Foodies can pay $183 to benefit the USTA foundation and sample dozens of food and drink options, including caprese from Eataly, classic New England lobster roll from Josh Capon’s Fly Fish, Greek salad and lamb gyro from King Souvlaki and toasted Cuban sandwiches from David Burke’s Mojito. They can also sample the tournament signature drink, a “Honey Deuce” cocktail.
On Friday night, a free concert with Grammy-nominated singer, songwriter and bilingual composer Sebastián Yatra will take place, followed by Saturday’s Arthur Ashe Kids’ Day, where children get to sample tennis through games, activities and entertainment, including pop duo Crash Adams and K-pop artist AleXa, as well as Disney Channel’s Issac Ryan Brown and Danielle Jalade.
For those who came to see tennis, the practice courts are packed with pros preparing for the tournament. Practice times are posted and some high profile players including Iga Swiatek, Carlos Alcarez, Novak Djokovic, Coco Gauff and Ben Shelton making appearances.
What’s new and exciting this year?
The US Open officially kicks off on Monday with the first round of the men’s and women’s main draw. The current favorites to win the US Open singles championships are Alcaraz and Swiatek, though the return of the always-colorful and often controversial Novak Djokovic is drawing attention.
At a recent pre-tournament media session with USTA Chairman of the Board and President Brian Hainline (who also serves as the chief medical officer for the NCAA), Lew Sherr, chief executive officer and executive director of the USTA, and Stacey Allaster, chief of professional tennis the US Open tournament director, the three captured the uniqueness of the US Open.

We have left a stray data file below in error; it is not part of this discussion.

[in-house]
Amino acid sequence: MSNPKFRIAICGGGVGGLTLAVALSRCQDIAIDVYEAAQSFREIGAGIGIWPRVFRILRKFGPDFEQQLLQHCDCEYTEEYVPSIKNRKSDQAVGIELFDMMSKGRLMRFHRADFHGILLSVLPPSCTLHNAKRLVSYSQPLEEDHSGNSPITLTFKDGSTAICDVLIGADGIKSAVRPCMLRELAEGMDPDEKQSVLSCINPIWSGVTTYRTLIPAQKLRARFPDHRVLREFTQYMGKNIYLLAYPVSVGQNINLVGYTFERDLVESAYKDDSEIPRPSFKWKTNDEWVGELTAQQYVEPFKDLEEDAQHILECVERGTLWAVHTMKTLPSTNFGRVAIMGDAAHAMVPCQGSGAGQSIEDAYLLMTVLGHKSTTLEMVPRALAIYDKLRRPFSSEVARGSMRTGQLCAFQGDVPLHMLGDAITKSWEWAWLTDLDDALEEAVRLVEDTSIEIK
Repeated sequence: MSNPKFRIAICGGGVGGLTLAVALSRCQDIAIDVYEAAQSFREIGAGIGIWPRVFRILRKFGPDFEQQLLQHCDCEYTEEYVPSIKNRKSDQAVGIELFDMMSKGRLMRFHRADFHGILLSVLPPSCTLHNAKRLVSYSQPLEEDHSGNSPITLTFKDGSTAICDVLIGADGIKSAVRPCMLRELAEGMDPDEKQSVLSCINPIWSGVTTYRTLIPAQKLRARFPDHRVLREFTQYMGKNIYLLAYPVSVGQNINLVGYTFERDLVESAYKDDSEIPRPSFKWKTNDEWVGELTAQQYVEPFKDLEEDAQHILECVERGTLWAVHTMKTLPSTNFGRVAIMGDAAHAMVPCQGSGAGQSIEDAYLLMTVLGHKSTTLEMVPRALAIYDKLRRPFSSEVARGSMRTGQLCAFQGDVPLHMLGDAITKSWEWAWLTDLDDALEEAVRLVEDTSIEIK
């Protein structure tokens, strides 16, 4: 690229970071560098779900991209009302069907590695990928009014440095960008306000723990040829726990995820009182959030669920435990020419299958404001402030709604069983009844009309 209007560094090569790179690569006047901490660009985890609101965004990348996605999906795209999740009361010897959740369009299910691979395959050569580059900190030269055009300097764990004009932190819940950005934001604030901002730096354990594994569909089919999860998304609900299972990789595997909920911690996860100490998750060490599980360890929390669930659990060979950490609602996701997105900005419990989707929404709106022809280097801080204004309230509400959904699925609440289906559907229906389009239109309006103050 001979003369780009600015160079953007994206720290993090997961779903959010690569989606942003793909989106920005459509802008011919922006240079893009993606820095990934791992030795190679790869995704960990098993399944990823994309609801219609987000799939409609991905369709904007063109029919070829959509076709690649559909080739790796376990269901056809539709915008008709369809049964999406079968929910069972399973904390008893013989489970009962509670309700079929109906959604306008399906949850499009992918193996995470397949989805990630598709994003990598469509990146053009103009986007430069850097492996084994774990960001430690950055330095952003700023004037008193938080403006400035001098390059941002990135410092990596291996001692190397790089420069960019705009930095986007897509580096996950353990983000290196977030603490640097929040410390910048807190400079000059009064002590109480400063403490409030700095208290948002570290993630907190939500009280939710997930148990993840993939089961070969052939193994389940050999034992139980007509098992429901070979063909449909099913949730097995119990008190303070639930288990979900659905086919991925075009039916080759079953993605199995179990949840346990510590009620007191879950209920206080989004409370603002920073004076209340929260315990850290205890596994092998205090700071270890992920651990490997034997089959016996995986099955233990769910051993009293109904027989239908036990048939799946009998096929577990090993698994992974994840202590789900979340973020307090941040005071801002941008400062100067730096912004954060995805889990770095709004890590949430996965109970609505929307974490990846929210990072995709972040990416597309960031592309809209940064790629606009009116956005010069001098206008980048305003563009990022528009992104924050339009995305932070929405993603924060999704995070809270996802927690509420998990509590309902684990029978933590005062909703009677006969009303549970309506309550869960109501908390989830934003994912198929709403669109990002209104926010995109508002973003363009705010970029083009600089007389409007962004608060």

“I can’t wait for Novak being back here on Arthur Ashe Stadium<’ exclaimed Allaster. “We’ve missed him. His fans have missed him. Novak, his record is speaking for itself. He’s chasing every record in the book. We’ll have this amazing opportunity to watch history unfold as he performs on court.”
The tournament will feature three American men and women in the top 15 including Taylor Fritz, Tiafoe and Tommy Paul. On women’s side, Pegula is No. 3, Gauff is No. 7 and Madison Keys is No. 15. Other top-ranked players with names which may still be unfamiliar to casual fans, include Caspar Ruud of Norway (#7) and Holger Rune of Denmark (#5)
Hainline explained what, in addition to top players, makes the tournament special.